Suicide Prevention

There-is-help-poster-400px Suicide is a serious public health problem that takes an enormous toll on families, friends, classmates, co-workers and communities. The suicides that occur on the Caltrain right of way impact hundreds of people, from the riders on board the train or waiting at the station, to the engineer and conductor operating the train. Service can be delayed for several hours as emergency personnel attend to the scene and law enforcement officials investigate the event. Even Caltrain’s administrative personnel feel the impact of these tragic incidents.

But suicide can be prevented. Help is available. The following agencies are a valuable resource for anyone facing a mental health crisis.

Suicide Prevention Resources

View this Crisis Text Line video on Vimeo.

Crisis Text Line:

To find out more, visit

crisis textlineCaltrain has formed a new partnership with Crisis Text Line, a service that offers free, 24/7 anonymous counseling for individuals who may be depressed, having suicidal thoughts or suffering from a mental disorder.

Here’s How it Works:

  1. A person in crisis should text the word BAY to 741741
  2. A live, trained crisis counselor receives the text and responds quickly.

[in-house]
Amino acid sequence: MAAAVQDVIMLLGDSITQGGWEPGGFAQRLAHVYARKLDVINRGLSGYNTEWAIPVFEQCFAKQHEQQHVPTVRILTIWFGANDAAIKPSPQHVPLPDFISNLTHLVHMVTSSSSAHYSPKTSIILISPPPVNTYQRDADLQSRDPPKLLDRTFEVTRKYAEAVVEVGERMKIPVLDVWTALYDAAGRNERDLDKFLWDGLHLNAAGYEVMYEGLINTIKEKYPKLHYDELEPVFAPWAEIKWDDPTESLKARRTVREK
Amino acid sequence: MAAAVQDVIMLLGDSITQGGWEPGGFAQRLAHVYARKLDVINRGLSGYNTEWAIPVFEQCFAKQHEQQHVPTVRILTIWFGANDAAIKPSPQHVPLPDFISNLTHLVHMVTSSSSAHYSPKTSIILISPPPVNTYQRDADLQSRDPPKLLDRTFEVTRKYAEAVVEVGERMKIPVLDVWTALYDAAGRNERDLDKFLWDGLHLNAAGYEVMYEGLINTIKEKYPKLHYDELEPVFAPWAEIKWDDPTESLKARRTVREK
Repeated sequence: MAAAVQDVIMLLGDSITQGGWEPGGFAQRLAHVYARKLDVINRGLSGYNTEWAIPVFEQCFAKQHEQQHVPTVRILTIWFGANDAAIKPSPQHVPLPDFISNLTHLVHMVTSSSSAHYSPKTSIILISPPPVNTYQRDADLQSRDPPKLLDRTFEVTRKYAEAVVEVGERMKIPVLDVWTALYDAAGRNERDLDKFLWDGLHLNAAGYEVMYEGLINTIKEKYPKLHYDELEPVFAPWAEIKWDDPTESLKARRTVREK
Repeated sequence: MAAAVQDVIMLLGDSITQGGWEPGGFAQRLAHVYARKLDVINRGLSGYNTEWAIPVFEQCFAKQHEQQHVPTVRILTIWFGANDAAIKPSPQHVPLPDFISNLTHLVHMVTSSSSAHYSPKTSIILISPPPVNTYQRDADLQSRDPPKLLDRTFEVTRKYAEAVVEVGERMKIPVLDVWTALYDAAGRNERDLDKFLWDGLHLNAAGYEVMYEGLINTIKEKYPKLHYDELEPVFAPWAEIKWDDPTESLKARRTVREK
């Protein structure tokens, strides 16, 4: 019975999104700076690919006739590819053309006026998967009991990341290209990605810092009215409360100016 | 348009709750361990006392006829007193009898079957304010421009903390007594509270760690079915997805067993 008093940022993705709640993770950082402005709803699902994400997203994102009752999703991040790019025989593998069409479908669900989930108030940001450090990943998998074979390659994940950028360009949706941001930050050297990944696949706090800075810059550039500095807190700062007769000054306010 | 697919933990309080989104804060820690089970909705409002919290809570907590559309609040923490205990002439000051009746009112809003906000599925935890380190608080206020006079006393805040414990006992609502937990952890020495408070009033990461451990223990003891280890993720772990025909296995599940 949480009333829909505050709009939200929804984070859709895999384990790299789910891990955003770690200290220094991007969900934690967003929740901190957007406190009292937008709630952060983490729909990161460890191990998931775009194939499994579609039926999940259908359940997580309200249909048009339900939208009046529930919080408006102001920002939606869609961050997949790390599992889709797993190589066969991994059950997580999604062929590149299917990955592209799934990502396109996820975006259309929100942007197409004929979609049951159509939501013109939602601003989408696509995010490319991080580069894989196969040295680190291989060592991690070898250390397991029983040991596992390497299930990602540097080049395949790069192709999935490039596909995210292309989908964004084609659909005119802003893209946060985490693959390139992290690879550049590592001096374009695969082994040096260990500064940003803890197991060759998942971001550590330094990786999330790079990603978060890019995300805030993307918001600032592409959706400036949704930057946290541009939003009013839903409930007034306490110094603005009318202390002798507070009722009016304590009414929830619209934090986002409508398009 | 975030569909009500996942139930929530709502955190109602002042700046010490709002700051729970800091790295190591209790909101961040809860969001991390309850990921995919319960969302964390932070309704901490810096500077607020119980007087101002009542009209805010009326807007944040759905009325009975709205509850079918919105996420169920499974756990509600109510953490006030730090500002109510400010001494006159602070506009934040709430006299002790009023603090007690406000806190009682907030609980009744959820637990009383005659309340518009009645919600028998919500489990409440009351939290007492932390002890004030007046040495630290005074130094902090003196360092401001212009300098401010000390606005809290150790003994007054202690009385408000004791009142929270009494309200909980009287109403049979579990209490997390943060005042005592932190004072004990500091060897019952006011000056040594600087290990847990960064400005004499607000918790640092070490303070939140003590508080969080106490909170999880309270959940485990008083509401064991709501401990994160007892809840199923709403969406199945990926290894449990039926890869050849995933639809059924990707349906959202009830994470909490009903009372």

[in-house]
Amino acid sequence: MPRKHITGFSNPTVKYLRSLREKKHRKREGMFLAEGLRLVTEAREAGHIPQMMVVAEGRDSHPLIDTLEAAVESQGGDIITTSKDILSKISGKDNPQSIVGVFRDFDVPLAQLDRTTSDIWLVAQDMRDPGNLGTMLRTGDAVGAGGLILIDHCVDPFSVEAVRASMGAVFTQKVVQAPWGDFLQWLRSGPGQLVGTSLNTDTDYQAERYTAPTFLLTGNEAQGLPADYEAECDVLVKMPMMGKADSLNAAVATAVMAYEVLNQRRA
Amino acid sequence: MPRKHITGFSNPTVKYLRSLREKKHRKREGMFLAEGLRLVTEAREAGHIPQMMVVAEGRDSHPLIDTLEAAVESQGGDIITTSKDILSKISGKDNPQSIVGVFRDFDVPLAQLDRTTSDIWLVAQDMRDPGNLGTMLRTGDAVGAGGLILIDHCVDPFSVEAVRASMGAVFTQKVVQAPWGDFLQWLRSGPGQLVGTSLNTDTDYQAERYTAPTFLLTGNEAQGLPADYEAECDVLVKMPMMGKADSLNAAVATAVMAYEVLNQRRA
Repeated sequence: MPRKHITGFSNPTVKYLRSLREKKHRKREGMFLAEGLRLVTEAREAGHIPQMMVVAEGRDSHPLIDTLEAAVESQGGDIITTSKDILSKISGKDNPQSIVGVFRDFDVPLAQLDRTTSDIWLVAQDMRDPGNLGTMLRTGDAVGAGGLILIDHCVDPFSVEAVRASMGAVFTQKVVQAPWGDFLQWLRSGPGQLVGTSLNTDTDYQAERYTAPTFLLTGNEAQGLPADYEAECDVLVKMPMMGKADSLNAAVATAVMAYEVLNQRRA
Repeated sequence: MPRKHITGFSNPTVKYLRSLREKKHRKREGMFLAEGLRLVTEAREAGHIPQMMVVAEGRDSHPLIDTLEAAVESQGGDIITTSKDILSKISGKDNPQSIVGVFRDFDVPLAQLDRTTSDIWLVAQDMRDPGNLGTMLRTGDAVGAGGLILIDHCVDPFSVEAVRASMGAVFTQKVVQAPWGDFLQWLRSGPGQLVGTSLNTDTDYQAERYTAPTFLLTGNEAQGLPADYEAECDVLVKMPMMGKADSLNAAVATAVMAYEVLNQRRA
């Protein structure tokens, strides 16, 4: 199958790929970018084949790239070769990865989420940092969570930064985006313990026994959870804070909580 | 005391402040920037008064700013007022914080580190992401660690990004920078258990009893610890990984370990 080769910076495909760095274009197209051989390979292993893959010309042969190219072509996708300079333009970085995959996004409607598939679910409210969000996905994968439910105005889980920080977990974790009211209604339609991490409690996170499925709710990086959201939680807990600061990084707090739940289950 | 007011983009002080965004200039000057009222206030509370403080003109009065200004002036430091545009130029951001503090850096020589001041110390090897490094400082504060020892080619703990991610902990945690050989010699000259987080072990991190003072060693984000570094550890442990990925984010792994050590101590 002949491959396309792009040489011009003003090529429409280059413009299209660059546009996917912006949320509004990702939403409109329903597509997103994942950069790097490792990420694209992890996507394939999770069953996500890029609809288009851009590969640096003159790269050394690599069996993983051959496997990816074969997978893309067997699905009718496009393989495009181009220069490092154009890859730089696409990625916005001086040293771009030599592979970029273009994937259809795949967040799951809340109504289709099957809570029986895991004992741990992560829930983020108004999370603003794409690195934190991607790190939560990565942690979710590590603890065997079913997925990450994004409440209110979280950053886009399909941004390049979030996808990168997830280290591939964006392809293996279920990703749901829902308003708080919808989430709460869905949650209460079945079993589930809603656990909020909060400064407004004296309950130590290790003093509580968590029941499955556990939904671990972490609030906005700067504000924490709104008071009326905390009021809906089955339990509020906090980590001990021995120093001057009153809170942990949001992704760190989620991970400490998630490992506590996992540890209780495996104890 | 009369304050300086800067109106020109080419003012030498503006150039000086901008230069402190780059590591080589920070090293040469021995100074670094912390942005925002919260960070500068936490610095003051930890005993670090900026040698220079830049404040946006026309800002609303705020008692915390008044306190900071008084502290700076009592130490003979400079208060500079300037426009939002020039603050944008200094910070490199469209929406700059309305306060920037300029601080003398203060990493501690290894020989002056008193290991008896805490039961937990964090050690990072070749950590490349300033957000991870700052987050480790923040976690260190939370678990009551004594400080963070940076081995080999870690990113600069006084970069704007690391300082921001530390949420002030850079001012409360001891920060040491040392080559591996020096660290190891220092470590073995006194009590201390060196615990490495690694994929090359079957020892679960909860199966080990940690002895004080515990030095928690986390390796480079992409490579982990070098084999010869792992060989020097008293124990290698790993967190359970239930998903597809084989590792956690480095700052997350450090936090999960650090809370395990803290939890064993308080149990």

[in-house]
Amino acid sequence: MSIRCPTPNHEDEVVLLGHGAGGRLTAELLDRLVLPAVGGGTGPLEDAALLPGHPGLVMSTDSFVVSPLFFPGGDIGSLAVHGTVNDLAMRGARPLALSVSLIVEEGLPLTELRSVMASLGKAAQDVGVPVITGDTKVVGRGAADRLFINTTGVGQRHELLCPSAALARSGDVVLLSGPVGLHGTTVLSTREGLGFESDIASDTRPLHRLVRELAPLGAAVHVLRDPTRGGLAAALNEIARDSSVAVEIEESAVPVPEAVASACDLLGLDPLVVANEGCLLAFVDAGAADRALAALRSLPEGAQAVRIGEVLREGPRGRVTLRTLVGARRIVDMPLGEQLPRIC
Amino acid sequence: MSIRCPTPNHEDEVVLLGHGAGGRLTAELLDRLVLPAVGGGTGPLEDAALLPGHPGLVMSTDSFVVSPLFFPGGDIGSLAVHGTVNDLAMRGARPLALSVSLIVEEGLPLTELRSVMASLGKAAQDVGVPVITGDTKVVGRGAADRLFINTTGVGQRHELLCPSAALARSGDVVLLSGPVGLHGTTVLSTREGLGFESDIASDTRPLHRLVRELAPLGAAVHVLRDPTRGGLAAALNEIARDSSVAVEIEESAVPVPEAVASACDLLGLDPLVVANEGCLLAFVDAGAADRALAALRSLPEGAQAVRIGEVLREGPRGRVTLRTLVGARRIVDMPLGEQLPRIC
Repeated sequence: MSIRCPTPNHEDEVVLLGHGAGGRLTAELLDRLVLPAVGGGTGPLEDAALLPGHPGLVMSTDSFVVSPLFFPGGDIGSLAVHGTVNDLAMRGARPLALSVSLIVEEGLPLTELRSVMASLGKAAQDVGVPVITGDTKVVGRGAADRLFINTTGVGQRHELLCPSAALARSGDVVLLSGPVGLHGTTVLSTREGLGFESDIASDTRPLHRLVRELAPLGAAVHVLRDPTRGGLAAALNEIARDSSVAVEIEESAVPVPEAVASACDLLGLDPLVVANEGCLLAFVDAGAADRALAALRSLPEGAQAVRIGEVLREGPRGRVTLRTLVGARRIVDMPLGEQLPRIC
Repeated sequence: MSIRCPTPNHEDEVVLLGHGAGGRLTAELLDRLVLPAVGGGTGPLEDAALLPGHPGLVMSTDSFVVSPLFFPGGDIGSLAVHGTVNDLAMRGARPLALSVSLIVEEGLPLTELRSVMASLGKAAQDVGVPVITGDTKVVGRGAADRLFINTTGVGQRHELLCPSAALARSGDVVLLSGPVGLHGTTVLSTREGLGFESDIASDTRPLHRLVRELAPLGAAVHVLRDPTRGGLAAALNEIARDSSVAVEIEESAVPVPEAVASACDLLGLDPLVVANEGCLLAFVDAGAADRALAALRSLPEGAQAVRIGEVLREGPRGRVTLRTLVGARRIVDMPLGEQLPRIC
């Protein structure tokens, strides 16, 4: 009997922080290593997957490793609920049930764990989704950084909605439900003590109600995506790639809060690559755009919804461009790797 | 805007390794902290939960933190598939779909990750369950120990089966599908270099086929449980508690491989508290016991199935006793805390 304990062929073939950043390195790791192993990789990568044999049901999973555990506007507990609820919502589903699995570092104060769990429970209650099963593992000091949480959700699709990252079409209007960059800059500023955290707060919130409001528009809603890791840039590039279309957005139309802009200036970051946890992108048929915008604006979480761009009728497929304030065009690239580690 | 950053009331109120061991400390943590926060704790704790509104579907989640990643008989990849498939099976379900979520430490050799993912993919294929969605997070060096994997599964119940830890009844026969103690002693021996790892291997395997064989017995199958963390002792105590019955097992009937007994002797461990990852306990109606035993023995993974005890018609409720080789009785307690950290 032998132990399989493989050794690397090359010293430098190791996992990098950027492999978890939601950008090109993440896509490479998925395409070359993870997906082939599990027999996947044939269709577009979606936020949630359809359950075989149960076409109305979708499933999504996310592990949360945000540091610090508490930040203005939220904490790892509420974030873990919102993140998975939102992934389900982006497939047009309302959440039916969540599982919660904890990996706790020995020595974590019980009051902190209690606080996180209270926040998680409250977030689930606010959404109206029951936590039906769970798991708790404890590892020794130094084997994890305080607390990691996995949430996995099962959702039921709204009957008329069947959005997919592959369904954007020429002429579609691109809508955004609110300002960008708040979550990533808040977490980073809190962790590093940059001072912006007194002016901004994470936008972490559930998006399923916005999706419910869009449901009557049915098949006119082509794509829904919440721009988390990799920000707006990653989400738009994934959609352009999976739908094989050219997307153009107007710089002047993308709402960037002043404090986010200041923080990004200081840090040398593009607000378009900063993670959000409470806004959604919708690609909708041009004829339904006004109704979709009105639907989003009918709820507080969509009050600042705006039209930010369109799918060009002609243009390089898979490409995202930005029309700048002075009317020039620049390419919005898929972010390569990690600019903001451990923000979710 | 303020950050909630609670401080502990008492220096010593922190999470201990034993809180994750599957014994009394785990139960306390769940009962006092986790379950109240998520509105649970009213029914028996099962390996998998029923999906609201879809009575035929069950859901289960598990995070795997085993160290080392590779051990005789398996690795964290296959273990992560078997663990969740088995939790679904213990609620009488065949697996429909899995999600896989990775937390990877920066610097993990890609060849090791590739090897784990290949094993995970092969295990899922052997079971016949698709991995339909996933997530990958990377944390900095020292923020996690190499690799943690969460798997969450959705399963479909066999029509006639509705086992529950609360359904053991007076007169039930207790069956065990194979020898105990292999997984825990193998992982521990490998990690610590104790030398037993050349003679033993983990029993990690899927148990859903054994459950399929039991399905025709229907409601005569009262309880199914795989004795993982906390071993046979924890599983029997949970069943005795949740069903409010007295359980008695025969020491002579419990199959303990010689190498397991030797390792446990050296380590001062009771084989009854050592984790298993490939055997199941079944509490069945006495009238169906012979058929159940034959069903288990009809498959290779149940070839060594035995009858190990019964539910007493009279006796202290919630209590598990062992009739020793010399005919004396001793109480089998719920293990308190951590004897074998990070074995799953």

3. The crisis counselor helps the individual stay cool, calm, safe and healthy by using effective active listening and suggested referrals—all through text messages on the line’s secure platform. The goal response time is five minutes.

Suicide is the primary cause of rail-related deaths on Caltrain, so we care deeply about these issues. For nearly a decade, Caltrain has been partnered with numerous behavioral and mental health organizations on outreach, awareness and support campaigns. The Crisis Text Line can be another vital resource for those in need.

Education, Research & Advocacy

Media Guidelines

The factors contributing to suicide and its prevention are complex and not fully understood, but there is evidence that the media can play a significant role. Unfortunately, vulnerable individuals may be influenced to engage in imitative behaviors by reports of suicide, particularly if the coverage is extensive, sensationalist or explicitly describes the method of suicide. On the other hand, responsible reporting can educate the public about suicide and encourage those at risk of suicide to seek help.

A group of suicide prevention organizations and public health experts, in collaboration with journalists and news organizations, have developed a set of guidelines for reporters covering stories about suicide.

Download the Media Guidelines (PDF, 980KB)

11/29/16 - dt/rjc